Why the government needs to speed up our energy transition

Executive Editor

The world is embarking on something it’s never done before: swapping one type of energy for another.

Yes, the world’s energy mix has evolved over time. To summarize almost 200 years of the developed world’s energy history in 20 words: Wood came first, and then coal was king, and now oil and natural gas are dominating energy consumption today.

“But those were all additions in time of great demand growth,” said Ernest Moniz, former energy secretary under President Obama who leads a nonprofit called the Energy Futures Initiative. “Now we’re talking about a displacement, and that’s a lot tougher transition.”

Earlier transitions happened over the course of 50 years or more. Today, we’re up against an unwavering clock, one that moves too slowly for politics but too fast for our ingrained energy system: a warming planet.

To ward off the most catastrophic impacts of climate change, scientists agree the world needs to drastically reduce greenhouse gas emissions from 51 billion tons a year today to essentially zero by 2050.

Instead, we’re running in the opposite direction. Emissions rose to a record high last year, thanks to the economy rebounding around the pandemic.

A planet warming at an unprecedented pace combined with the corresponding need for an unprecedented energy transition requires government action unlike we’ve seen before.

The recently enacted $1.2 trillion infrastructure law directed some $115 billion into climate change and clean energy programs, surpassing what was at the time the record-breaking amount of $90 billion in the 2009 Recovery Act.

That was more than a decade ago, and climate change is a cumulative problem. The longer we wait to address it, the bigger the problem becomes.

The House-passed Build Back Better Act (BBB) would pour an unprecedented $550 billion into this area, largely creating or expanding tax credits to spur more clean energy technology development.

Some lawmakers, including Sen. Joe Manchin (D-W.Va.), whose vote is critical for passage of any major bill, supported the infrastructure law but not the BBB as the House passed it. Manchin has at times expressed support for many of the climate provisions—suggesting those could pass on their own—but he’s also demurred about speeding up the transition.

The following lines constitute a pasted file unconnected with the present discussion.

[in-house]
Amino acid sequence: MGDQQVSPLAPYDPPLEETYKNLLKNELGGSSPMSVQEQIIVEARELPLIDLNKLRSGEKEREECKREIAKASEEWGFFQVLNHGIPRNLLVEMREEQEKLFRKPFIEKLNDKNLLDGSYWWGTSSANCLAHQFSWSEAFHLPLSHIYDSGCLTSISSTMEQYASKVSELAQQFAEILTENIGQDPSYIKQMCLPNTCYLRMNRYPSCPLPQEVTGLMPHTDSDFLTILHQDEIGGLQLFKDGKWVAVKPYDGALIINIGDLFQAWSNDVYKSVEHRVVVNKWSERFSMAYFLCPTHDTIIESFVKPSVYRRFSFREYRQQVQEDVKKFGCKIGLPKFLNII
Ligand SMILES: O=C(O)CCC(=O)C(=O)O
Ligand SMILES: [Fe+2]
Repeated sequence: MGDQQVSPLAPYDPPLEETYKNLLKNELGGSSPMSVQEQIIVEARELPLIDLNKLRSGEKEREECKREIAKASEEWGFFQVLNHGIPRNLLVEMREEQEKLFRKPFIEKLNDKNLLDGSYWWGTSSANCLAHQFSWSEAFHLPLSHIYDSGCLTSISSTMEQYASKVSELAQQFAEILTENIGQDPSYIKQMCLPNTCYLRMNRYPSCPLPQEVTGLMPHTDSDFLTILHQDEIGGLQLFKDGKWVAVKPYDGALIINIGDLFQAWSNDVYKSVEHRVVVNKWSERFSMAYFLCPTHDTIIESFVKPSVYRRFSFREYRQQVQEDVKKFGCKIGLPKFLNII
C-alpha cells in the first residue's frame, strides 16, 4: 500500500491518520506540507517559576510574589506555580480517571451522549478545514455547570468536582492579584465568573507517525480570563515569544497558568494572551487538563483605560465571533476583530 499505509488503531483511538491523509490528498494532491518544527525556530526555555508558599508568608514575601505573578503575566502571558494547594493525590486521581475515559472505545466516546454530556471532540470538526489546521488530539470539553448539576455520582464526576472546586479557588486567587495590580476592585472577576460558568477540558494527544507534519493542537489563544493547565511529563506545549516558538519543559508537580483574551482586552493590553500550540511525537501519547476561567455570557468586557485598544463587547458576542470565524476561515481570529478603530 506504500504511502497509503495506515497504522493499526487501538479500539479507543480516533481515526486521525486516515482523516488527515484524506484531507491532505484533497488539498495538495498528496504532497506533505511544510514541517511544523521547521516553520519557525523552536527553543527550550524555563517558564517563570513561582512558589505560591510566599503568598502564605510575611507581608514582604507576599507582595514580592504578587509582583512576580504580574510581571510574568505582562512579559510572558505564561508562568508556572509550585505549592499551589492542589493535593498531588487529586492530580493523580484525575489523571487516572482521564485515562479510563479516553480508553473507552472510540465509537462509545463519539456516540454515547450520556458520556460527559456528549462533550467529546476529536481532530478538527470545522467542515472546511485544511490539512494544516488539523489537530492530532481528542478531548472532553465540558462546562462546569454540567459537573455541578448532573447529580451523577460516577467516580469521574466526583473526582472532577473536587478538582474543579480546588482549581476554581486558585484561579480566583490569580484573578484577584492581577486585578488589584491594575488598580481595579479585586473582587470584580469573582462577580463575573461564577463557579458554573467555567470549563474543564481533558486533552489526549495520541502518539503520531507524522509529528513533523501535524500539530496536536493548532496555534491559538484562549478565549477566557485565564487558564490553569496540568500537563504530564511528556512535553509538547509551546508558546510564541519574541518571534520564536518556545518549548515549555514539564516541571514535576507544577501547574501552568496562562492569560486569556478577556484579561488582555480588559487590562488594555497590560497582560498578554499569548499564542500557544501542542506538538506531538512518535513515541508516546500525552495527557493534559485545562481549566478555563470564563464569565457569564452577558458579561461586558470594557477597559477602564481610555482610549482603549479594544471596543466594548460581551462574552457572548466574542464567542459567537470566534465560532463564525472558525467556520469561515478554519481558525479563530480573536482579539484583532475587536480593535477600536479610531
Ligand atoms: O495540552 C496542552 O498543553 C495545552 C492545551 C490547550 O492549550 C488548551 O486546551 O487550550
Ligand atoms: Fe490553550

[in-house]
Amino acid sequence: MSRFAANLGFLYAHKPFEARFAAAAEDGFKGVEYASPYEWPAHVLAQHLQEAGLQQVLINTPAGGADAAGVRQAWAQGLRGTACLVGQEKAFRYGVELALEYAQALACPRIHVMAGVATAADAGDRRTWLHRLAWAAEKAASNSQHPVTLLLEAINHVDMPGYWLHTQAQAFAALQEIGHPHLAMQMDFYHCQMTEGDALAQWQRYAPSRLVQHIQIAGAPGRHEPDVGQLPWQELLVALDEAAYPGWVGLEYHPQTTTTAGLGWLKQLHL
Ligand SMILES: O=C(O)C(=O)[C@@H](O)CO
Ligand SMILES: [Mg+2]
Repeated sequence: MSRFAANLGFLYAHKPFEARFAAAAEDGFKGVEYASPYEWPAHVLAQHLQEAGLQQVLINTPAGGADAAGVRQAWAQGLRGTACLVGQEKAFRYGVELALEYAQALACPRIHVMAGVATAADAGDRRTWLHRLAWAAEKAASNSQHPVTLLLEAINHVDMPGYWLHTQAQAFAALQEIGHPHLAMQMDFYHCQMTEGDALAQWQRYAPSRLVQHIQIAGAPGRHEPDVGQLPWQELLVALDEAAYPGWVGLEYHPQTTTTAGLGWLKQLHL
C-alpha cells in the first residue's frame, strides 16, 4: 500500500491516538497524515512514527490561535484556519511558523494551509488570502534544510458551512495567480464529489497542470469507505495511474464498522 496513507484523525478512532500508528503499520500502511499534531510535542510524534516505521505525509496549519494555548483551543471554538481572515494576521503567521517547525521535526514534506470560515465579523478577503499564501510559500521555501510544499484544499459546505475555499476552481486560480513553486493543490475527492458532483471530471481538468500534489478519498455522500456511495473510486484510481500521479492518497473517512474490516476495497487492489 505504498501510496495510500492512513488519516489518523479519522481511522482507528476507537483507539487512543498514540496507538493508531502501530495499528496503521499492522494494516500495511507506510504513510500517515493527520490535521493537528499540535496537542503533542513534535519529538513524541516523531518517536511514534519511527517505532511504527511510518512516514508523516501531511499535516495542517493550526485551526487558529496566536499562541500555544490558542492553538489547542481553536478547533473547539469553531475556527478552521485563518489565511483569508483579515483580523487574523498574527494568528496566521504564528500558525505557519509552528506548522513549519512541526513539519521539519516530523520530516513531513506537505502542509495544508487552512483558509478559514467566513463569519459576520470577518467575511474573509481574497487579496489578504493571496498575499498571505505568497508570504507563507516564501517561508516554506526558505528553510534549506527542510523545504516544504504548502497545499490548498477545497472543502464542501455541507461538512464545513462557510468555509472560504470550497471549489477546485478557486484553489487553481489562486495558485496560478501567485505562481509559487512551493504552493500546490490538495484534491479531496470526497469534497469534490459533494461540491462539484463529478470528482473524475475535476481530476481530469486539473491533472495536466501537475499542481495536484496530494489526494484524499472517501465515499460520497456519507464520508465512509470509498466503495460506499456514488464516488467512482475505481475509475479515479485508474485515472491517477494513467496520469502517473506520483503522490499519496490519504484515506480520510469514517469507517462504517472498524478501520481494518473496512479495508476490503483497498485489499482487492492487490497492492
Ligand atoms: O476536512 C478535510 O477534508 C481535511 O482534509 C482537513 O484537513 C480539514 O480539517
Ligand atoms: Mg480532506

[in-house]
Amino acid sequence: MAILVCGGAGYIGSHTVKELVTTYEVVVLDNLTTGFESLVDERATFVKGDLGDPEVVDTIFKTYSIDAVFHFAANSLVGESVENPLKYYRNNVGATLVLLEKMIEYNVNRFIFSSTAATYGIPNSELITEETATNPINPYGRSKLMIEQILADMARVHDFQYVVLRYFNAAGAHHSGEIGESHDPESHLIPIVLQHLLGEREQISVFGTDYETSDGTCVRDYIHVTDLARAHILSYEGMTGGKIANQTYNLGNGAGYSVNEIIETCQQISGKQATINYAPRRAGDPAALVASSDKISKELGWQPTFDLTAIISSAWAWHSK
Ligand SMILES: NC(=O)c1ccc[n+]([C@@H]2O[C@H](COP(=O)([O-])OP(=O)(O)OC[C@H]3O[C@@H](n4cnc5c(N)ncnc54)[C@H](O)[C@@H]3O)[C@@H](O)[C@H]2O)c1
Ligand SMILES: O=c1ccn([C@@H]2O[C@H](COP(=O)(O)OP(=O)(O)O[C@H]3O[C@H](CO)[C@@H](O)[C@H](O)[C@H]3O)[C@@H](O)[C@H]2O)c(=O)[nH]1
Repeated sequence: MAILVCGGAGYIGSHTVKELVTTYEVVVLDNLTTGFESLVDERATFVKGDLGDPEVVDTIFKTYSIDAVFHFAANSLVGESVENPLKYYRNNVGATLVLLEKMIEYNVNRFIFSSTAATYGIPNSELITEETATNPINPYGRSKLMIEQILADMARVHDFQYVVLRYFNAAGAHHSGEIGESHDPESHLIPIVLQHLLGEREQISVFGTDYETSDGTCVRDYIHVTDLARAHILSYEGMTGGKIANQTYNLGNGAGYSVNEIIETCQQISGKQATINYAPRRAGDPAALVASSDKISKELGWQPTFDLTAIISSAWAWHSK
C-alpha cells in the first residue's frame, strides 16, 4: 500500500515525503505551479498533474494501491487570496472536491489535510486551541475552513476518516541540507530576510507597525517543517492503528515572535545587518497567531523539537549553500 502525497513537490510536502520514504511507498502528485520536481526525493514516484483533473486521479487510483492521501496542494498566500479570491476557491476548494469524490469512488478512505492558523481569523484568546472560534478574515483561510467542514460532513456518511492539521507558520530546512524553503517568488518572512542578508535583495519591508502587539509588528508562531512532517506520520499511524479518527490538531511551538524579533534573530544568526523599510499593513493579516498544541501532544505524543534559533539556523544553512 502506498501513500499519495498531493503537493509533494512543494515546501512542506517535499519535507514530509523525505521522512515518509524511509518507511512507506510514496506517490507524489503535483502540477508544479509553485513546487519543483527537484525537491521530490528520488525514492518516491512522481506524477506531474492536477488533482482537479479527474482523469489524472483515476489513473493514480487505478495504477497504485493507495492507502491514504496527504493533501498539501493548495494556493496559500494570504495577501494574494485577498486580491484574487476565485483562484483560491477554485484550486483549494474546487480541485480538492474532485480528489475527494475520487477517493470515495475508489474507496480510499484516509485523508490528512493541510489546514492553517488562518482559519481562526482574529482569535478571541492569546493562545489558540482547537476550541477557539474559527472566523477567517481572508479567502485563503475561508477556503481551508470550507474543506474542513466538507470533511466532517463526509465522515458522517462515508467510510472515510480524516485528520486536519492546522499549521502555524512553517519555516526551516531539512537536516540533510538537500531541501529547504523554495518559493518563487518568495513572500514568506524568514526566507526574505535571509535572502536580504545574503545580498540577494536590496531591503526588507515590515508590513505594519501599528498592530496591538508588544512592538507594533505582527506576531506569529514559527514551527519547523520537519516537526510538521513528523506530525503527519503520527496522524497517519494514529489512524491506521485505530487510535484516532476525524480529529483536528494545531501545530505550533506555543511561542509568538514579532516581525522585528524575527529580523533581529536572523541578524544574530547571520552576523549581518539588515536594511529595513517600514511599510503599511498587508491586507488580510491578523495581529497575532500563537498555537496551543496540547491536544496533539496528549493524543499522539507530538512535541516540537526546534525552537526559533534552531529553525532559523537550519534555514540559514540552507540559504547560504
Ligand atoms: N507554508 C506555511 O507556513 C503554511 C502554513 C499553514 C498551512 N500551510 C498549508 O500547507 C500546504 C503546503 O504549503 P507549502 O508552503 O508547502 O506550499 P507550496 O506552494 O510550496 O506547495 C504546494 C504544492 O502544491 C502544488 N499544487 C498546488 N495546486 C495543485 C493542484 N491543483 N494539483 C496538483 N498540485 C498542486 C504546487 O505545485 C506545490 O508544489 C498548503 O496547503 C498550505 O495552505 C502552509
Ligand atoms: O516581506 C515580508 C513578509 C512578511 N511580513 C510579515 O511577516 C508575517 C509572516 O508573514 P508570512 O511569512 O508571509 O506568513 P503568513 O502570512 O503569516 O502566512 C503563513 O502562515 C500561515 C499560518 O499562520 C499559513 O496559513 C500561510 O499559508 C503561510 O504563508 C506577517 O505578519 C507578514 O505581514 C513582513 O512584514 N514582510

“The energy transition my colleagues seek is already well underway in the United States of America,” Manchin said in a statement in mid-December when expressing his opposition to the $1.7 trillion measure.

Yes, the transition is underway, thanks to a mix of public and private market actions over the past couple of decades. But it’s not moving fast enough for our warming planet—or to keep America competitive with other countries on new technologies.

“When the U.S. doesn’t lead, it’s not that the world doesn’t move forward, it’s just that other countries lead,” said Rep. Sean Casten (D-Ill.), whose career includes 30 years in the clean energy industry.

The $320 billion worth of tax credits on everything from renewable electricity to carbon-capture technologies in the House-passed BBB are essential to speed up the transition, Moniz says.

The deployment of clean energy has got to be made much more investable. The tax credits provide incentives for private capital to come in. For this decade, those incentives are huge. Eventually, we’ll need something like a carbon price
Ernest Moniz, nuclear physicist and former energy secretary

A price on carbon emissions would help counteract the subsidies fossil fuels have been receiving for decades, but Congress hasn’t supported either a carbon price or removing subsidies.

“Those subsidies are hard to repeal because so many of my colleagues represent people who depend on those subsidies,” Casten said. “But the minute you build a clean energy industry, you are also building a new constituency.”

It remains uncertain whether Congress will pass a slimmed-down policy with the $320 billion worth of tax credits, but the politics backing climate policy are intensifying.

Citing extreme weather, nearly two dozen House Democrats gearing up for tight reelection races in the fall sent a letter Monday to President Biden urging him to prioritize passing the climate provisions from the BBB.

“As the deadly and devastating consequences of the climate crisis made clear throughout 2021, the time for transformational climate action is right now,” states the letter, organized by Rep. Mike Levin (D-Calif.).